6. Some financial income from successful sales

Keys to Success:

There are two major reasons why this venture is likely to succeed:

  1. The high scientific and technological capability of the researchers and employees of the institutes and companies. There is more information on this below in Background Information.
  2. The low labor cost in the region. A technician earns about $60 per month and a college professor with a Ph.D. about $100 per month. Thus, very high quality products can be developed and produced at a very low labor cost.

Investment Required:

No investment on the part of the U.S. business school would be required to start this program, other than the time of a professor to negotiate the terms of the project and to supervise students working on it. Students would need Internet access and the capability to make phone calls from an office at the school. In the future, it may be attractive to arrange financing for one or more of the Akademgorodok ventures, but this will be down the road when much more information about the products and their sales potential will be known.

Background Information:

Here is some additional information that should help you to understand community of Akademgorodok and the opportunity it offers.

Akademgorodok was set up with a university, Novosibirsk State University (NSU) and a number of research institutes, all of which have close relationships with one or more of the academic departments in NSU. Currently there are a total of 44 institutes, some of which concentrate on pure research, and others which concentrate on applied work in science and technology. Most of the land and buildings in Akademgorodok are the property of the Siberian Branch of the Russian Academy of Science (SBRAS).

NSU is one of the most prestigious universities in Russia. Normally only 10% to 30% of the students who apply are admitted. Faculty members normally work also at one of the institutes. Students usually do their graduate theses at one of the institutes. Thus, the university and the institutes constitute a very large academic and research complex covering most fields of science and technology.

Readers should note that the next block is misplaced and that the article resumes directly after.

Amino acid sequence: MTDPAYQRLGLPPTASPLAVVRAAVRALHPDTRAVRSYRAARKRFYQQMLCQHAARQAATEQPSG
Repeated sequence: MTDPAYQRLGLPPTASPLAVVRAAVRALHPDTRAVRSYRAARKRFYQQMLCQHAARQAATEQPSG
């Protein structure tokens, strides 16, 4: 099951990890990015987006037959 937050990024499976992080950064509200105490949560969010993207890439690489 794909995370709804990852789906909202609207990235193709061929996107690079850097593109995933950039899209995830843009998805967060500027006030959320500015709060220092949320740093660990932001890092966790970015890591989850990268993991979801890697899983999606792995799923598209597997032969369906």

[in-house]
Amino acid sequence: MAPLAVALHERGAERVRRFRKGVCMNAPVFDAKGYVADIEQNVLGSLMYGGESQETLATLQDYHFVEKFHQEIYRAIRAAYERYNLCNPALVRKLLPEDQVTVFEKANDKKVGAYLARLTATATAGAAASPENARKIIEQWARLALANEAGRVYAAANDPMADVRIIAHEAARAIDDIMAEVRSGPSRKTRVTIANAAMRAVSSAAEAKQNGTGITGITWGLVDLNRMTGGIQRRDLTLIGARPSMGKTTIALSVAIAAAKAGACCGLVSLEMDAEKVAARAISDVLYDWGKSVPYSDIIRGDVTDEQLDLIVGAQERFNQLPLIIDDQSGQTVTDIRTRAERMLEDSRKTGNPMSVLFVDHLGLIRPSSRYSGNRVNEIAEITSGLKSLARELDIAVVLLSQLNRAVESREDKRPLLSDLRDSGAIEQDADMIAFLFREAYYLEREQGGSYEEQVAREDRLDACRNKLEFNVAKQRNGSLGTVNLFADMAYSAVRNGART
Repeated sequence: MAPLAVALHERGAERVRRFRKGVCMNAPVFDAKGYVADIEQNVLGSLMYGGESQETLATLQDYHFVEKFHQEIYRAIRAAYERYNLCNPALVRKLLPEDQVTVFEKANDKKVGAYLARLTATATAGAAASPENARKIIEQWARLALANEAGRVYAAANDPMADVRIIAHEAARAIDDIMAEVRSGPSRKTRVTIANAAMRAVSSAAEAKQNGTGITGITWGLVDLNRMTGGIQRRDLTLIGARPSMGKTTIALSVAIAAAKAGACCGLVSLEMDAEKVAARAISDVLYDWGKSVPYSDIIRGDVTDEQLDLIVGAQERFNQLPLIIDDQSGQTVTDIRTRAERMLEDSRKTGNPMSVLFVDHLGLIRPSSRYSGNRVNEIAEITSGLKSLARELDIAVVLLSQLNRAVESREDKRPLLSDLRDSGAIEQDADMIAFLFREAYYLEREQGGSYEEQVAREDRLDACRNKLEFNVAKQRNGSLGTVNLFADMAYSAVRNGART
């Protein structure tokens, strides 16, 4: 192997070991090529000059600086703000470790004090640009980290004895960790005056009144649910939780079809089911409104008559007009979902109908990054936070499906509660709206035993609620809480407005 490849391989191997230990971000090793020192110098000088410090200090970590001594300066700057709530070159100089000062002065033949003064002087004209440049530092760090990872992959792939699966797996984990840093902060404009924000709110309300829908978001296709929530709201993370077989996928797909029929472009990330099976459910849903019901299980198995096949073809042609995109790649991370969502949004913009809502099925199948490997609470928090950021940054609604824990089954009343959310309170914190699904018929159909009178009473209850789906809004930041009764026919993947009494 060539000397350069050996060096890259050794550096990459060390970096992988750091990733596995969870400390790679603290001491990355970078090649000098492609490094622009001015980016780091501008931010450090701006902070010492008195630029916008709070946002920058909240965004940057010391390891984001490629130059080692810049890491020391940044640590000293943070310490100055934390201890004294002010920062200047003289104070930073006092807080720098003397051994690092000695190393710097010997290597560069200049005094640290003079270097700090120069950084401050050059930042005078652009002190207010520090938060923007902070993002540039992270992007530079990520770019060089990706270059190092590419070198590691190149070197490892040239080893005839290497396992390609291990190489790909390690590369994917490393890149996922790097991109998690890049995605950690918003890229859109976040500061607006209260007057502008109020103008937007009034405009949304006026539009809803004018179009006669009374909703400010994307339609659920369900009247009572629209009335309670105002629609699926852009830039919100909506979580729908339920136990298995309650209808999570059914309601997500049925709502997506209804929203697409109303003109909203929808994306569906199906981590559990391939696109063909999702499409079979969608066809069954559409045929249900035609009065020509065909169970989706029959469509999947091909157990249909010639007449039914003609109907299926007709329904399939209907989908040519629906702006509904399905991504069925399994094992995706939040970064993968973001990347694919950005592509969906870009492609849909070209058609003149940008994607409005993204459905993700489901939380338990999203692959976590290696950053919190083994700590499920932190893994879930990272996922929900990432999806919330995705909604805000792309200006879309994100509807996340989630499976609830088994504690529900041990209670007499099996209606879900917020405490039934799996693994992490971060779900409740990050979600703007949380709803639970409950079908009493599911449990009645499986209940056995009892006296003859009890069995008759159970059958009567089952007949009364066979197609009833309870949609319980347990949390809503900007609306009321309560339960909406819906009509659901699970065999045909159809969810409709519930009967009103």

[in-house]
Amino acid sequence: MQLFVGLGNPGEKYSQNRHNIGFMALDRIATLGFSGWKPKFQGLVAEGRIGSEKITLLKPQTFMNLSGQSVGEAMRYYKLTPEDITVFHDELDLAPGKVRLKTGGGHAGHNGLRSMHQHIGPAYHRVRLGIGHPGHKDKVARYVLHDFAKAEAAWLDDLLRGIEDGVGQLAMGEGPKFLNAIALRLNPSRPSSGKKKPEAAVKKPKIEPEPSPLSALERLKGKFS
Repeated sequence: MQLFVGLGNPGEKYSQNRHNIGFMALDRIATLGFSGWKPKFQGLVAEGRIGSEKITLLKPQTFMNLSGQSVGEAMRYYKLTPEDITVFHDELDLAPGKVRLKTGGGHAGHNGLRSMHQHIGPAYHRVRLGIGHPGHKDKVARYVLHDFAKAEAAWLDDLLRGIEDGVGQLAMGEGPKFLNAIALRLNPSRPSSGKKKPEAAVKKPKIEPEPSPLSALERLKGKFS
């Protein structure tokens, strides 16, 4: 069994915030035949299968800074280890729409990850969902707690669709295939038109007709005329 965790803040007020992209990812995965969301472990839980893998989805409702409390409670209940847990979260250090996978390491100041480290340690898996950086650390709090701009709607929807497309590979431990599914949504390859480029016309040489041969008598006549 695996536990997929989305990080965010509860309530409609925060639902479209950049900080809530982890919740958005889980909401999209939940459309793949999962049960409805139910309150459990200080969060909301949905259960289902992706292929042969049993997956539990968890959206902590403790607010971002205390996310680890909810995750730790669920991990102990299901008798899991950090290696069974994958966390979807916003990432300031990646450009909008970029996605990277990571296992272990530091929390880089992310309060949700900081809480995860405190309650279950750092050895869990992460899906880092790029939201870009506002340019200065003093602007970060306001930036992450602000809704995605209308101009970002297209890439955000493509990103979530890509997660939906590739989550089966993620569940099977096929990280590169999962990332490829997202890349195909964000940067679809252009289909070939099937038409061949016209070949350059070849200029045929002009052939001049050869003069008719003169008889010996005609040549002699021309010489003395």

SBRAS has an exhibit displaying about 300 of the innovations, products and services that have been developed at its various institutes. Sections of this exhibit are taken to trade show from time to time. The institutes that have developed these innovations are seeking to market them within Russia and abroad. Some are products ready to be sold or licensed. Some need further development, and the institutes are seeking investors or joint venture partners to fund the development.

In addition to the innovations developed by the institutes, there are a number of software development companies in Akademgorodok who are seeking to sell their services abroad. I visited seven of these companies during my visit, and they range from start-ups with a half dozen people to the largest with 400 employees. The areas of expertise cover game developers, E-commerce, web site development, PDA software and more.

All the software companies I visited were very interested in my help in expanding their sales in the U.S. The people at the institutes are also very interested in sales of their products in the U.S.

Some of the institutes have been very successful in selling their products, such as the Institute for Catalysis. However, many institutes have not done an effective job in marketing their products.

During my visit, I met with the Chair of the Economics Department at NSU and proposed that they set up a marketing group to work with Virtual Classrooms on marketing in the U.S. the products developed by the institutes and the services of some of the local software companies. He was very favorable to the idea, and he arranged a meeting for me with three of the professors in his department that afternoon. They also liked the idea and expressed a willingness to put four graduate business students to work on the project.

I am now seeking business schools in the U.S. who are interested in collaborating with Virtual Classrooms and with the Economics Dept. at NSU in this marketing program.